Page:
Last week when I called my kids down for breakfast, they didn’t want to come. They had pulled out all of their stuffed animals and were completely absorbed in pretend play. So I brought up some food and listened in:
The Kindergartner: "Bad news. Every watering hole is dried up. But we must never give up!"
The 8-Year-Old: "First we must rest! We haven't slept in five weeks."
The Kindergartner: "Okay, a one hour nap — but then we move on before we lose more animals."
The play continued for hours. At one point, I overheard them talking about a group of "lost ones," assorted animals who had survived earthquakes, volcanoes and other catastrophes. One bunny doctor cared for the whole group. They also had an “empathist” owl (“You know, mommy, someone who makes you feel better when you are sad.”) The story finally ended with the animals embarking on a journey to find a beautiful, safe new home.
The next day, they moved on to a game they called “germs,” which began with a stuffed puppy who didn’t wash her hands or cover her cough and got the rest of her friends sick. The day after that, the storyline involved a hospital for pets (with some amazing, no-nonsense teddy bear nurses). And yesterday, they told me that they are going to start “homeschool” for their stuffed animals and teach them how to read, write and sing.
I am relieved to see them playing like this.
Since their toddlerhood, I’ve watched my kids use imaginary play to process events in their life. My daughter had a host of imaginary friends as a 3-year-old while my son preferred to use toy figurines and stuffed animals. After going to the doctor for shots, I would hear them play-acting “doctor.” When they started preschool, they often acted out recess drama with their stuffies. And after watching a new movie or show, those characters would often enter into the play.
In the last couple months, a lot has changed for my kids — and probably for your kids, too. School is out. They haven’t left the neighborhood in weeks. They sometimes see their playmates down the street, but we wave from a distance. They have lots of questions about the coronavirus. And when a dear relative passed away the other week, instead of traveling to be with family, we made cards and talked to loved ones over the computer screen.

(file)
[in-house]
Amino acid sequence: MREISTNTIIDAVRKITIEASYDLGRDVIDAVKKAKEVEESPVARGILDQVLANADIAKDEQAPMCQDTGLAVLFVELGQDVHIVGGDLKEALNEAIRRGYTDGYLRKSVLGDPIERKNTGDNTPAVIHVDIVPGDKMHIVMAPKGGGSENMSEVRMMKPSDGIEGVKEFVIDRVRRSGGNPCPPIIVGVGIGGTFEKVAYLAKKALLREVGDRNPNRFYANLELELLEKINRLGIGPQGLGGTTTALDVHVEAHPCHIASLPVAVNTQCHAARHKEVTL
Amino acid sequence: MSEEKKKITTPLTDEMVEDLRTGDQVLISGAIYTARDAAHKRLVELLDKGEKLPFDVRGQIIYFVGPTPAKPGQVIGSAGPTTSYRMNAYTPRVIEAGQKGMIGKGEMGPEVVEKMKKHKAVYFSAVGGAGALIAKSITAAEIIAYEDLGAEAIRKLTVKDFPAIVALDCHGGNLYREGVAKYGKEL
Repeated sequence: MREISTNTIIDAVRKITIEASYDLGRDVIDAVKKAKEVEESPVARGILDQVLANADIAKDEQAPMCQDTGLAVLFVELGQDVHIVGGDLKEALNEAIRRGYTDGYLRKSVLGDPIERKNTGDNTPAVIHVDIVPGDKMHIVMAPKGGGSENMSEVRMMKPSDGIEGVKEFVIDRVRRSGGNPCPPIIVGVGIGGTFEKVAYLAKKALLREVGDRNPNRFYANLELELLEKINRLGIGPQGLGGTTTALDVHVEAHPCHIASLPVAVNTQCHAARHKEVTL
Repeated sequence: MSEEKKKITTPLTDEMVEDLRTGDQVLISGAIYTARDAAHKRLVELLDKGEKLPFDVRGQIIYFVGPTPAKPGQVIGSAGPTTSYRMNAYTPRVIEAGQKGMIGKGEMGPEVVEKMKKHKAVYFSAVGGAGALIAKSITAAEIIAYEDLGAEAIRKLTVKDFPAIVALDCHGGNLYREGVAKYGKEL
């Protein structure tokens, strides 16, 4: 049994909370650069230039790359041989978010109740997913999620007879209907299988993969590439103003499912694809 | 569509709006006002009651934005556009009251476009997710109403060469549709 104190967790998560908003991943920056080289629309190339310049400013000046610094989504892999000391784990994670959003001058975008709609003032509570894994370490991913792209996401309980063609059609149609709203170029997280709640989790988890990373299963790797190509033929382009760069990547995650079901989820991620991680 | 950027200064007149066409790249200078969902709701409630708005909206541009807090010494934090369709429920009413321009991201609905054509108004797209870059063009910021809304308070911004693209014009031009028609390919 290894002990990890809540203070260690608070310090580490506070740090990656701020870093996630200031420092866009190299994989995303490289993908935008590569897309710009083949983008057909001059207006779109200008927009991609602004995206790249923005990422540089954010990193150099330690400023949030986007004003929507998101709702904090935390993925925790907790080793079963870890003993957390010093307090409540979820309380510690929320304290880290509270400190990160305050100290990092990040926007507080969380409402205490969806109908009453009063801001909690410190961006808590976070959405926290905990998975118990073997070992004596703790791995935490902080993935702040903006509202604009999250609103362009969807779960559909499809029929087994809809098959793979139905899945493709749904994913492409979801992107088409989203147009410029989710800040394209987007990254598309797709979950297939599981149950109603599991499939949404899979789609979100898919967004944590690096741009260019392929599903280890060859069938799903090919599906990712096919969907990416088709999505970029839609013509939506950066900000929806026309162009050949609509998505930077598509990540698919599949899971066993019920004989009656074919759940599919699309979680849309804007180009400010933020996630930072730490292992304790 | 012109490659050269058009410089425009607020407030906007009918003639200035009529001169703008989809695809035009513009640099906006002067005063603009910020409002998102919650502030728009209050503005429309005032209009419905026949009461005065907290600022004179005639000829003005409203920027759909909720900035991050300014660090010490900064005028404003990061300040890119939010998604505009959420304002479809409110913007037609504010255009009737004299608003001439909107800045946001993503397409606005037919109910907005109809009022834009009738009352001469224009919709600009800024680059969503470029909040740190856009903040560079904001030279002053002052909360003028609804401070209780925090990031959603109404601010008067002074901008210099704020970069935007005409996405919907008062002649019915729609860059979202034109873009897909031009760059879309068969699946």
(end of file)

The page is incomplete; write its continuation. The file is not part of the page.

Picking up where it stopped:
It’s no surprise that these life changes have found their way into their imaginative play. And it’s also no surprise that they beg my husband and me to play games with them every night — from card games to board games to dance-offs. They suddenly want to “hide and seek” around the house at bedtime (I am always “it”). They really want us all to play together.
The Protective Power of Play
Child development experts tell us that play is an essential part of childhood. It’s not frivolous. It’s not an extra. Play supports kids’ cognitive, social, emotional and character development. It strengthens their language and executive function skills. And it strengthens their emotional bonds to the people they play with.
In this global health crisis, here’s what parents need to know: when children experience stress and adversity, play becomes more important than ever.
Pretend play is a key way children process emotions and events. And researchers have found that the joy children experience when they play with their caregivers helps them regulate their brain’s stress response. Making time for play can help our children navigate stress, experience joy and build resilience.
Playtime can include:
Unstructured Play Time: Sometimes the best thing parents can do is get out of the way and let kids run on imagination. A few dress-up clothes, a couple of stuffed animals, some random sticks in the backyard or a big empty box can turn into just about anything. Some kids like to build storylines from books, movies or TV shows. They might join the Kratt Brothers on an animal adventure, become an Odd Squad detective, or travel to a place featured on Let’s Go Luna! When they have space and downtime choose their own storylines, kids can tap into their imagination and internal world, working through ideas and situations they find confusing, exciting, funny or compelling.
Play with Caregivers: When kids play with their parents, it strengthens family bonds and relieves tension and anxiety. According to researchers, this kind of play can help “build the safe, stable and nurturing relationships that buffer against toxic stress.” As child psychologist Katie Hurley recently told me, “Play is how kids connect at all ages. It's a reason teenagers will say, ‘Dad, would you shoot hoops with me?’ And it's a great stress relief for adults, too.” Follow a child’s lead in the play — and perhaps introduce them a few favorite games of your own.
In the last couple months, we have played card games and board games; made forts out of pillows and blankets; drawn hopscotch with chalk; and designed obstacle courses around the house. Oh and dance parties. Lots and lots of dance parties. It turns out that watching me try to dance to their favorite songs is endlessly entertaining.
And if I am ever worried that playtime is taking away from “learning time,” I remember these words from Fred Rogers: “Play is often talked about as if it were a relief from serious learning. But for children, play is serious learning.”